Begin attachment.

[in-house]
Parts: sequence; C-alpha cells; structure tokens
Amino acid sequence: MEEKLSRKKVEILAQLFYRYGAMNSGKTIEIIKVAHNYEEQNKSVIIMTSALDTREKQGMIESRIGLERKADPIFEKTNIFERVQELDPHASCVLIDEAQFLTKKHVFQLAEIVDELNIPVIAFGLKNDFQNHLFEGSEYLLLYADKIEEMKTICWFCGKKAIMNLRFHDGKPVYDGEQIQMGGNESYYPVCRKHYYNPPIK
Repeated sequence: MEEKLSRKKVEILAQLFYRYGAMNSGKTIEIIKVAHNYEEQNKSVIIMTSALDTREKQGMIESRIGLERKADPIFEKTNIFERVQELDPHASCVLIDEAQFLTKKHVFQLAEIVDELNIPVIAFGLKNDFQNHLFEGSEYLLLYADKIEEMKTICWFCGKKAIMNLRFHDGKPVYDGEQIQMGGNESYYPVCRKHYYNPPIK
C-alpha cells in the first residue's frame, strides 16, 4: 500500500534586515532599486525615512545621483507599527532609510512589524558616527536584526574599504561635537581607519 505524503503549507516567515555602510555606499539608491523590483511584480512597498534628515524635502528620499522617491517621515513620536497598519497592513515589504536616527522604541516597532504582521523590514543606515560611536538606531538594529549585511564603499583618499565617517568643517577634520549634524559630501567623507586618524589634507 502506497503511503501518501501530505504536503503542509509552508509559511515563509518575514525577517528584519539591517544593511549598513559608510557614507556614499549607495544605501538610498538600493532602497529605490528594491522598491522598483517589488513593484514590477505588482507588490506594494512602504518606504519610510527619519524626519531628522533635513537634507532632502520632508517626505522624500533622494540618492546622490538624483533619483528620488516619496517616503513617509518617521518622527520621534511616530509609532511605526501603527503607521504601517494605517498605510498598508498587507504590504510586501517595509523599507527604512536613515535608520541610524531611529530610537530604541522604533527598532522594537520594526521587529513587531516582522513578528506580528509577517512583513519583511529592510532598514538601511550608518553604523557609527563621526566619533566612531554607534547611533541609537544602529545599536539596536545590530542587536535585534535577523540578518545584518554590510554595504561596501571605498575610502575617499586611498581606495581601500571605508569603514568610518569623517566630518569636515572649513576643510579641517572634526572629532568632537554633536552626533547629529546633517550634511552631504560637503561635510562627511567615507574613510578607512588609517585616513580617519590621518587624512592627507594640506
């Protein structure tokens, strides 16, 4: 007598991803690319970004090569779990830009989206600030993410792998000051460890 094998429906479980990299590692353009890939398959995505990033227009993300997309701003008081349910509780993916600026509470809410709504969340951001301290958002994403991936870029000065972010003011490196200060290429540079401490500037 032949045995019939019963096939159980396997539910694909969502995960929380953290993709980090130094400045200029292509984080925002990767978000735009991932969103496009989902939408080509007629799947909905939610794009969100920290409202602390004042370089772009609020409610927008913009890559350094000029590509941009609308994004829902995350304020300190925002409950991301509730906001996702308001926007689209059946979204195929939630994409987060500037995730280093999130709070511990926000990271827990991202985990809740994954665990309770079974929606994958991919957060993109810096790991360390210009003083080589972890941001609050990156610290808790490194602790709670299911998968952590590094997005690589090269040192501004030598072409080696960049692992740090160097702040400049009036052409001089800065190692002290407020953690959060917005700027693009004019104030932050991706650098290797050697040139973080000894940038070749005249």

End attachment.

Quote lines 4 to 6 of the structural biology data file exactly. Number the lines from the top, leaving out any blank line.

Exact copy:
Repeated sequence: MEEKLSRKKVEILAQLFYRYGAMNSGKTIEIIKVAHNYEEQNKSVIIMTSALDTREKQGMIESRIGLERKADPIFEKTNIFERVQELDPHASCVLIDEAQFLTKKHVFQLAEIVDELNIPVIAFGLKNDFQNHLFEGSEYLLLYADKIEEMKTICWFCGKKAIMNLRFHDGKPVYDGEQIQMGGNESYYPVCRKHYYNPPIK
C-alpha cells in the first residue's frame, strides 16, 4: 500500500534586515532599486525615512545621483507599527532609510512589524558616527536584526574599504561635537581607519 505524503503549507516567515555602510555606499539608491523590483511584480512597498534628515524635502528620499522617491517621515513620536497598519497592513515589504536616527522604541516597532504582521523590514543606515560611536538606531538594529549585511564603499583618499565617517568643517577634520549634524559630501567623507586618524589634507 502506497503511503501518501501530505504536503503542509509552508509559511515563509518575514525577517528584519539591517544593511549598513559608510557614507556614499549607495544605501538610498538600493532602497529605490528594491522598491522598483517589488513593484514590477505588482507588490506594494512602504518606504519610510527619519524626519531628522533635513537634507532632502520632508517626505522624500533622494540618492546622490538624483533619483528620488516619496517616503513617509518617521518622527520621534511616530509609532511605526501603527503607521504601517494605517498605510498598508498587507504590504510586501517595509523599507527604512536613515535608520541610524531611529530610537530604541522604533527598532522594537520594526521587529513587531516582522513578528506580528509577517512583513519583511529592510532598514538601511550608518553604523557609527563621526566619533566612531554607534547611533541609537544602529545599536539596536545590530542587536535585534535577523540578518545584518554590510554595504561596501571605498575610502575617499586611498581606495581601500571605508569603514568610518569623517566630518569636515572649513576643510579641517572634526572629532568632537554633536552626533547629529546633517550634511552631504560637503561635510562627511567615507574613510578607512588609517585616513580617519590621518587624512592627507594640506
């Protein structure tokens, strides 16, 4: 007598991803690319970004090569779990830009989206600030993410792998000051460890 094998429906479980990299590692353009890939398959995505990033227009993300997309701003008081349910509780993916600026509470809410709504969340951001301290958002994403991936870029000065972010003011490196200060290429540079401490500037 032949045995019939019963096939159980396997539910694909969502995960929380953290993709980090130094400045200029292509984080925002990767978000735009991932969103496009989902939408080509007629799947909905939610794009969100920290409202602390004042370089772009609020409610927008913009890559350094000029590509941009609308994004829902995350304020300190925002409950991301509730906001996702308001926007689209059946979204195929939630994409987060500037995730280093999130709070511990926000990271827990991202985990809740994954665990309770079974929606994958991919957060993109810096790991360390210009003083080589972890941001609050990156610290808790490194602790709670299911998968952590590094997005690589090269040192501004030598072409080696960049692992740090160097702040400049009036052409001089800065190692002290407020953690959060917005700027693009004019104030932050991706650098290797050697040139973080000894940038070749005249």